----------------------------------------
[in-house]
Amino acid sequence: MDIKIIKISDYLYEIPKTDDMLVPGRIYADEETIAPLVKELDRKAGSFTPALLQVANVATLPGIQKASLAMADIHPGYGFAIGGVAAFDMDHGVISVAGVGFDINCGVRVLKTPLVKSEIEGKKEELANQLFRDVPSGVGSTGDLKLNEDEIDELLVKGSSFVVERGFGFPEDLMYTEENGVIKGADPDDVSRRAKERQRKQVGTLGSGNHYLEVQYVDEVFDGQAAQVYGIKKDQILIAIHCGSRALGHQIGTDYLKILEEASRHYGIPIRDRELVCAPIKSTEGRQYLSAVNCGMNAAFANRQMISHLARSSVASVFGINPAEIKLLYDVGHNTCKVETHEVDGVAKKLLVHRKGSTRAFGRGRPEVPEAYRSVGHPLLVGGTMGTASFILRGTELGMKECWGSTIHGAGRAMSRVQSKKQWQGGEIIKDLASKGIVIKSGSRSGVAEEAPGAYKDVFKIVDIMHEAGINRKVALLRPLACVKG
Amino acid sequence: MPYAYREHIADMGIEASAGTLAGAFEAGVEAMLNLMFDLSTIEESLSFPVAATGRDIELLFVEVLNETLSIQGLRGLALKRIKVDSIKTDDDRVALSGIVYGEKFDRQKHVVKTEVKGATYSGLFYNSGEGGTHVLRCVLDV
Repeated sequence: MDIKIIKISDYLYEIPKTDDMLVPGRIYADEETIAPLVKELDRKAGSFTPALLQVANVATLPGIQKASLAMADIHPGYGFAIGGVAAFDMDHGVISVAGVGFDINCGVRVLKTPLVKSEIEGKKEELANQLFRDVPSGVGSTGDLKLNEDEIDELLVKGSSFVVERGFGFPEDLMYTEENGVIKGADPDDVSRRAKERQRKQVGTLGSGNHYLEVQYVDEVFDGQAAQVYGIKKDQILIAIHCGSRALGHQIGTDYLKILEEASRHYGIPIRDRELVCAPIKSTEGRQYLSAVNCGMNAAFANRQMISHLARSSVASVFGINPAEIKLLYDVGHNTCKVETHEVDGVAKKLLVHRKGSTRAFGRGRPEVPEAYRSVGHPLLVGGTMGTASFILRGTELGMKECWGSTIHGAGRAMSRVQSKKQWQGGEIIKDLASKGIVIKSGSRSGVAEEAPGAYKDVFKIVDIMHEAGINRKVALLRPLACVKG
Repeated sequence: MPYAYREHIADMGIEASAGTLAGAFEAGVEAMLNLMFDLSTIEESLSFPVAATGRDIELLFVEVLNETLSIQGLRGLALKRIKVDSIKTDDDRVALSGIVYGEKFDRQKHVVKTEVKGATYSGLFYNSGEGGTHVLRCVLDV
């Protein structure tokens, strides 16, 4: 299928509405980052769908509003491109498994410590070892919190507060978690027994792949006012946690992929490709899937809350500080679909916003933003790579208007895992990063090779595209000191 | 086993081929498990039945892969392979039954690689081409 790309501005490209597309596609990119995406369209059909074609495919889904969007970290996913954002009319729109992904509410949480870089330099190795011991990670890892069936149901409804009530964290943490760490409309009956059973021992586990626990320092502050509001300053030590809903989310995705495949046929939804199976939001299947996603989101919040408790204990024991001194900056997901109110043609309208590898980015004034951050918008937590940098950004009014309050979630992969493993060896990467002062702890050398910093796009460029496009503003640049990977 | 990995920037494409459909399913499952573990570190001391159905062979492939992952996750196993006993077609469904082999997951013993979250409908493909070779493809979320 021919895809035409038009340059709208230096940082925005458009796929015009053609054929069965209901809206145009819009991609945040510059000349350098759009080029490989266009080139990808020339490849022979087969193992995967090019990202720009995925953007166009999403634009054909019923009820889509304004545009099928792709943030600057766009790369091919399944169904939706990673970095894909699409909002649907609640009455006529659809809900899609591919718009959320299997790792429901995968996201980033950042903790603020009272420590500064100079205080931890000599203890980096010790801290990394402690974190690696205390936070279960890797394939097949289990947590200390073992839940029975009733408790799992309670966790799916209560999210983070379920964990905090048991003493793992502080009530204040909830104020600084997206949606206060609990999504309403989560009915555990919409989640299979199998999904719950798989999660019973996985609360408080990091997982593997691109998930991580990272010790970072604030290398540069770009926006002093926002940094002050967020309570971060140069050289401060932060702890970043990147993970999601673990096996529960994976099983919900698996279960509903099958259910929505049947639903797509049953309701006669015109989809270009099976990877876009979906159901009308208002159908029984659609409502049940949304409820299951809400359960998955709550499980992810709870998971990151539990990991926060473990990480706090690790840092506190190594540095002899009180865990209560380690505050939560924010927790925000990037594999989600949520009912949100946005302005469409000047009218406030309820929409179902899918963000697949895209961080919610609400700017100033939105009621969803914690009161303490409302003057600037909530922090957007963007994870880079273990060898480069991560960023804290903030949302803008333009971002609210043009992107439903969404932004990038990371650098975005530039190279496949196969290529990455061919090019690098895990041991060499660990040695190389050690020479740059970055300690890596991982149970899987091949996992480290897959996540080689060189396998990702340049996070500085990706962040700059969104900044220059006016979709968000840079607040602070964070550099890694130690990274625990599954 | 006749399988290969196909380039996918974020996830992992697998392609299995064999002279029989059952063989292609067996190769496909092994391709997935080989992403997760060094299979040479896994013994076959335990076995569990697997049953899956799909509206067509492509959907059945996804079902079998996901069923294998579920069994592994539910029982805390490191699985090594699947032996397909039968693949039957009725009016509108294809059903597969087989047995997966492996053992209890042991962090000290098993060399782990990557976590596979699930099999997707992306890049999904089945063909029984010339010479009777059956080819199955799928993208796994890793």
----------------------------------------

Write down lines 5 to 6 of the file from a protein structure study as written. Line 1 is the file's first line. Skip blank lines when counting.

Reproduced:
Repeated sequence: MPYAYREHIADMGIEASAGTLAGAFEAGVEAMLNLMFDLSTIEESLSFPVAATGRDIELLFVEVLNETLSIQGLRGLALKRIKVDSIKTDDDRVALSGIVYGEKFDRQKHVVKTEVKGATYSGLFYNSGEGGTHVLRCVLDV
């Protein structure tokens, strides 16, 4: 299928509405980052769908509003491109498994410590070892919190507060978690027994792949006012946690992929490709899937809350500080679909916003933003790579208007895992990063090779595209000191 | 086993081929498990039945892969392979039954690689081409 790309501005490209597309596609990119995406369209059909074609495919889904969007970290996913954002009319729109992904509410949480870089330099190795011991990670890892069936149901409804009530964290943490760490409309009956059973021992586990626990320092502050509001300053030590809903989310995705495949046929939804199976939001299947996603989101919040408790204990024991001194900056997901109110043609309208590898980015004034951050918008937590940098950004009014309050979630992969493993060896990467002062702890050398910093796009460029496009503003640049990977 | 990995920037494409459909399913499952573990570190001391159905062979492939992952996750196993006993077609469904082999997951013993979250409908493909070779493809979320 021919895809035409038009340059709208230096940082925005458009796929015009053609054929069965209901809206145009819009991609945040510059000349350098759009080029490989266009080139990808020339490849022979087969193992995967090019990202720009995925953007166009999403634009054909019923009820889509304004545009099928792709943030600057766009790369091919399944169904939706990673970095894909699409909002649907609640009455006529659809809900899609591919718009959320299997790792429901995968996201980033950042903790603020009272420590500064100079205080931890000599203890980096010790801290990394402690974190690696205390936070279960890797394939097949289990947590200390073992839940029975009733408790799992309670966790799916209560999210983070379920964990905090048991003493793992502080009530204040909830104020600084997206949606206060609990999504309403989560009915555990919409989640299979199998999904719950798989999660019973996985609360408080990091997982593997691109998930991580990272010790970072604030290398540069770009926006002093926002940094002050967020309570971060140069050289401060932060702890970043990147993970999601673990096996529960994976099983919900698996279960509903099958259910929505049947639903797509049953309701006669015109989809270009099976990877876009979906159901009308208002159908029984659609409502049940949304409820299951809400359960998955709550499980992810709870998971990151539990990991926060473990990480706090690790840092506190190594540095002899009180865990209560380690505050939560924010927790925000990037594999989600949520009912949100946005302005469409000047009218406030309820929409179902899918963000697949895209961080919610609400700017100033939105009621969803914690009161303490409302003057600037909530922090957007963007994870880079273990060898480069991560960023804290903030949302803008333009971002609210043009992107439903969404932004990038990371650098975005530039190279496949196969290529990455061919090019690098895990041991060499660990040695190389050690020479740059970055300690890596991982149970899987091949996992480290897959996540080689060189396998990702340049996070500085990706962040700059969104900044220059006016979709968000840079607040602070964070550099890694130690990274625990599954 | 006749399988290969196909380039996918974020996830992992697998392609299995064999002279029989059952063989292609067996190769496909092994391709997935080989992403997760060094299979040479896994013994076959335990076995569990697997049953899956799909509206067509492509959907059945996804079902079998996901069923294998579920069994592994539910029982805390490191699985090594699947032996397909039968693949039957009725009016509108294809059903597969087989047995997966492996053992209890042991962090000290098993060399782990990557976590596979699930099999997707992306890049999904089945063909029984010339010479009777059956080819199955799928993208796994890793």